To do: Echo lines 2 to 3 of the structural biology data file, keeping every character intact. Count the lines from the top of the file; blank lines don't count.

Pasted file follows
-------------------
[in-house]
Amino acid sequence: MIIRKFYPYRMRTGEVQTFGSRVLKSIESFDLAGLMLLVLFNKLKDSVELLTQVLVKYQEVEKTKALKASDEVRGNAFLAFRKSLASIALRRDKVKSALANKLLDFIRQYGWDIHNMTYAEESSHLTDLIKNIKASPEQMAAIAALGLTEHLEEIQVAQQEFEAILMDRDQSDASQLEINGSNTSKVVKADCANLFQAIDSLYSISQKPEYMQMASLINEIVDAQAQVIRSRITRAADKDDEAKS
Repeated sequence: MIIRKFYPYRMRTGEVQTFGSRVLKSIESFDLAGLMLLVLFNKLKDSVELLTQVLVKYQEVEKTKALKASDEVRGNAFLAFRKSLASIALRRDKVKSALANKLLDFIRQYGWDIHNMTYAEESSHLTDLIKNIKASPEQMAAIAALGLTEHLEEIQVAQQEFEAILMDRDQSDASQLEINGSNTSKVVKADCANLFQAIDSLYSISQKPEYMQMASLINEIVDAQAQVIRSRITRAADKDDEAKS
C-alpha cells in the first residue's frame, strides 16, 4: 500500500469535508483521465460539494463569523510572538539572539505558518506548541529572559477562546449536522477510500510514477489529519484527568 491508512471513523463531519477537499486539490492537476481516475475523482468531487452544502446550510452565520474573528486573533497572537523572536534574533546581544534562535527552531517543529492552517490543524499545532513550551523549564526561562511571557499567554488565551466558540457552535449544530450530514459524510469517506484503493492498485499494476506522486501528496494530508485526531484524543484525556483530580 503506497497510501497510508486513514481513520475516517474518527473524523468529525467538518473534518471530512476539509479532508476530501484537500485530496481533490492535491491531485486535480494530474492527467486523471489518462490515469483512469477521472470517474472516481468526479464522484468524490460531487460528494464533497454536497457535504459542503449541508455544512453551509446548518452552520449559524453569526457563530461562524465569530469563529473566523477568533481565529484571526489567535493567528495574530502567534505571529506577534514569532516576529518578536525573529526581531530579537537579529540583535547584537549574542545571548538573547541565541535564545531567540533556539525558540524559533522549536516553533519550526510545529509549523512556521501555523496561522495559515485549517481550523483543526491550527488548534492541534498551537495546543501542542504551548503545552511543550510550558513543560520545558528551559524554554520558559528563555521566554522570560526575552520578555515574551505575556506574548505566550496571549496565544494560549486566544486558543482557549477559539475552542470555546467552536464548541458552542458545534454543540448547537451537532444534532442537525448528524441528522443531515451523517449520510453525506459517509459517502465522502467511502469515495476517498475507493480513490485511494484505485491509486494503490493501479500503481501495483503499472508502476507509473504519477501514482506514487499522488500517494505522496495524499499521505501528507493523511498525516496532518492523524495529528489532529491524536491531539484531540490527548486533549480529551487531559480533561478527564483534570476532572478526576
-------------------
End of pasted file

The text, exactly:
Amino acid sequence: MIIRKFYPYRMRTGEVQTFGSRVLKSIESFDLAGLMLLVLFNKLKDSVELLTQVLVKYQEVEKTKALKASDEVRGNAFLAFRKSLASIALRRDKVKSALANKLLDFIRQYGWDIHNMTYAEESSHLTDLIKNIKASPEQMAAIAALGLTEHLEEIQVAQQEFEAILMDRDQSDASQLEINGSNTSKVVKADCANLFQAIDSLYSISQKPEYMQMASLINEIVDAQAQVIRSRITRAADKDDEAKS
Repeated sequence: MIIRKFYPYRMRTGEVQTFGSRVLKSIESFDLAGLMLLVLFNKLKDSVELLTQVLVKYQEVEKTKALKASDEVRGNAFLAFRKSLASIALRRDKVKSALANKLLDFIRQYGWDIHNMTYAEESSHLTDLIKNIKASPEQMAAIAALGLTEHLEEIQVAQQEFEAILMDRDQSDASQLEINGSNTSKVVKADCANLFQAIDSLYSISQKPEYMQMASLINEIVDAQAQVIRSRITRAADKDDEAKS